Nichole M. Bauer Department of Political Science & Manship School of Mass Communication, Louisiana State University
Is it really harder to be a woman in politics?
During one particularly heated moment of the 2020 Democratic presidential primary, Senator Amy Klobuchar quipped that if 37-year old South Bend, Indiana Mayor Pete Buttigieg were a woman he would not be on the debate stage. Klobuchar argued that women in politics are held to a “higher standard.” It’s easy to dismiss Klobuchar’s comments as political snark, but Klobuchar is correct. My book, The Gendered Qualifications Gap: Why Women Must be Better than Men to Win Political Office, argues and shows that women have to be better than men to win political office.
The problem for women is that ideas about political leadership are conflated with stereotypes about masculinity. Voters want leaders to be strong, aggressive, and assertive. Men appear to naturally fit this image, women do not. These gendered ideas about who can be a political leader affect how voters evaluate seemingly gender-neutral aspects of woman’s political qualifications, such as her political experience. I test how gendered qualification gaps emerge using content analyses of campaign news coverage and candidate websites and a number of survey experiments. The experiments conducted ask voters to rate the skills and qualifications of hypothetical female and male candidates under different types of campaign match-ups. I find that women consistently have to be perceived as more qualified than men in order to achieve parity at the polls. For example, one experiment asked participants to rate how many skills a hypothetical female candidate running against a male candidate had. The woman was rated as having more skills than the male candidate—a finding that seems great for women. But, this high skills rating did not translate into more electoral support. A highly skilled woman breaks even with a less skilled man.
The campaign process continually reinforces the notion of politics as a masculine space that is natural for men to be in, and casts women as political anomalies. For example, I analyzed the news coverage about candidate qualifications that women and men received in the 2016 Senate elections in the U.S. This analysis required reading some 3,000 news articles. Women received less coverage about their political qualifications compared to men. The women and men who ran for the Senate in 2016 were not any less qualified than the men who ran for the Senate. Women, however, did receive ample coverage of their husbands (or lack thereof), their children, and their favorite recipes. These gaps were so striking that I analyzed how these Senate candidates talked about their qualifications on their campaign websites to see if women were just more likely to talk about their families and less likely to talk about their work as Attorneys General, state legislators, and policymakers. They aren’t. Women do not sell themselves short in campaign messaging.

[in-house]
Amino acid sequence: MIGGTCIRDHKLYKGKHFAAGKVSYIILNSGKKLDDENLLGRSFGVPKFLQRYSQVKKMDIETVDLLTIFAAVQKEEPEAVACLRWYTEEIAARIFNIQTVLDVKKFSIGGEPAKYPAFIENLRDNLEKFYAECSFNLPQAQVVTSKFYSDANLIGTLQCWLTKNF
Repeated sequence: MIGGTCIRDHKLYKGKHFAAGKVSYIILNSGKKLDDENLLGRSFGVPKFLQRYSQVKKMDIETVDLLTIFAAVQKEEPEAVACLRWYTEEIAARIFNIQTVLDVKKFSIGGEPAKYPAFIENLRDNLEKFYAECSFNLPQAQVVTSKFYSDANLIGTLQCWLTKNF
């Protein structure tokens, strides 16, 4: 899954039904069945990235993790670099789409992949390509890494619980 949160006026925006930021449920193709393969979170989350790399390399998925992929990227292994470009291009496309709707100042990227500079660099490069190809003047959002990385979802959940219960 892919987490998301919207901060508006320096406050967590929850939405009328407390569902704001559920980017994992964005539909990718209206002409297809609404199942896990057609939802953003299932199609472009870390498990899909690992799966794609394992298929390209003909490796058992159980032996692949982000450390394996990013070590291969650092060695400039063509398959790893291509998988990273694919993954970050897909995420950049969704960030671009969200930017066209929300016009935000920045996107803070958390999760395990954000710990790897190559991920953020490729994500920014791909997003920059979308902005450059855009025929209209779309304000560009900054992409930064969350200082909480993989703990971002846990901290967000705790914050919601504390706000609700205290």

The implications of the qualification gap are expansive. Research consistently highlights the importance of having more women in political office—yet, most democratic countries under-represent women. Women legislators and policymakers are more likely to advance policies that improve the lives of women and other marginalized communities, such as supporting equal pay law. What’s more, women are just more productive lawmakers compared to men. Women get involved in politics to produce better public policy not advance their careers. And, the public views decision-making bodies that represent women as more legitimate compared to those that exclude women. Holding women to steep qualification standards makes it more difficult to have political institutions that adequately represent women and produce good public policy.
So, how do we get more women in elected office? The final chapters of my book test different ways of closing the gender qualifications gap by trying to reduce the biased decision-making processes at the voter level. I find that engaging in shameless self-promotion, a task that women sometimes shy away from, does not hurt women at all. I also find that reminding voters that women are very, very good at their jobs, and men might not be so great at their jobs helps too (Of course, some men in politics are great. I’m sure). These strategies of self-promotion are just a start for women. Closing the gender qualification gap also requires voters, party leaders, and other political gatekeepers to check their implicit biases – a task easier said than done. The findings in this work apply not only to women in politics, but to women in any male-dominated field or industry. When it comes to most aspects of public life, be it the board room or the ballot, women have to be better than men to succeed.